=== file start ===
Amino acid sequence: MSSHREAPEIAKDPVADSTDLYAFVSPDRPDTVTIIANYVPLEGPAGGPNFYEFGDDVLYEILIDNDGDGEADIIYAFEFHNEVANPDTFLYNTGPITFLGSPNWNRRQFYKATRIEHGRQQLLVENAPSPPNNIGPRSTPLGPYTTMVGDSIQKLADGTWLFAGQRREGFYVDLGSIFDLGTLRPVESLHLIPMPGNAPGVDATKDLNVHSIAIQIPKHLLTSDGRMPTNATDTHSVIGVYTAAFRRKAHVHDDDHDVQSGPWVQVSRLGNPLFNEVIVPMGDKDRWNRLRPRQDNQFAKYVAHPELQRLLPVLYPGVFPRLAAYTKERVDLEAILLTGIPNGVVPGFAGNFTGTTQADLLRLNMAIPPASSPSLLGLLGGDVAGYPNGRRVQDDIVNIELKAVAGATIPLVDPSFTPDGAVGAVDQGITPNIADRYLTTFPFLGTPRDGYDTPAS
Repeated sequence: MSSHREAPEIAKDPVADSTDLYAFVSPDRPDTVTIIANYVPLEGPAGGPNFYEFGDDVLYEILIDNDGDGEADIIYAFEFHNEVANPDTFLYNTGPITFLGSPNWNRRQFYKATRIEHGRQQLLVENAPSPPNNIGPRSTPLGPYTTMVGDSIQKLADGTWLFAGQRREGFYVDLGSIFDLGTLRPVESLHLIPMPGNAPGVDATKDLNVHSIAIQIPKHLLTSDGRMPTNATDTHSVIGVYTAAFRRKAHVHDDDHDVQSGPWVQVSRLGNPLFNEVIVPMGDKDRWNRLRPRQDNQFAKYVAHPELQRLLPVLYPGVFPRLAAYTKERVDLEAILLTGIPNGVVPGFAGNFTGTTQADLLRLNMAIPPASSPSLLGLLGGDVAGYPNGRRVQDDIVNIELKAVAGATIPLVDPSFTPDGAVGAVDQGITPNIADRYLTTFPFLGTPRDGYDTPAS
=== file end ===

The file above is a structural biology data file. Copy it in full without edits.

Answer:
Amino acid sequence: MSSHREAPEIAKDPVADSTDLYAFVSPDRPDTVTIIANYVPLEGPAGGPNFYEFGDDVLYEILIDNDGDGEADIIYAFEFHNEVANPDTFLYNTGPITFLGSPNWNRRQFYKATRIEHGRQQLLVENAPSPPNNIGPRSTPLGPYTTMVGDSIQKLADGTWLFAGQRREGFYVDLGSIFDLGTLRPVESLHLIPMPGNAPGVDATKDLNVHSIAIQIPKHLLTSDGRMPTNATDTHSVIGVYTAAFRRKAHVHDDDHDVQSGPWVQVSRLGNPLFNEVIVPMGDKDRWNRLRPRQDNQFAKYVAHPELQRLLPVLYPGVFPRLAAYTKERVDLEAILLTGIPNGVVPGFAGNFTGTTQADLLRLNMAIPPASSPSLLGLLGGDVAGYPNGRRVQDDIVNIELKAVAGATIPLVDPSFTPDGAVGAVDQGITPNIADRYLTTFPFLGTPRDGYDTPAS
Repeated sequence: MSSHREAPEIAKDPVADSTDLYAFVSPDRPDTVTIIANYVPLEGPAGGPNFYEFGDDVLYEILIDNDGDGEADIIYAFEFHNEVANPDTFLYNTGPITFLGSPNWNRRQFYKATRIEHGRQQLLVENAPSPPNNIGPRSTPLGPYTTMVGDSIQKLADGTWLFAGQRREGFYVDLGSIFDLGTLRPVESLHLIPMPGNAPGVDATKDLNVHSIAIQIPKHLLTSDGRMPTNATDTHSVIGVYTAAFRRKAHVHDDDHDVQSGPWVQVSRLGNPLFNEVIVPMGDKDRWNRLRPRQDNQFAKYVAHPELQRLLPVLYPGVFPRLAAYTKERVDLEAILLTGIPNGVVPGFAGNFTGTTQADLLRLNMAIPPASSPSLLGLLGGDVAGYPNGRRVQDDIVNIELKAVAGATIPLVDPSFTPDGAVGAVDQGITPNIADRYLTTFPFLGTPRDGYDTPAS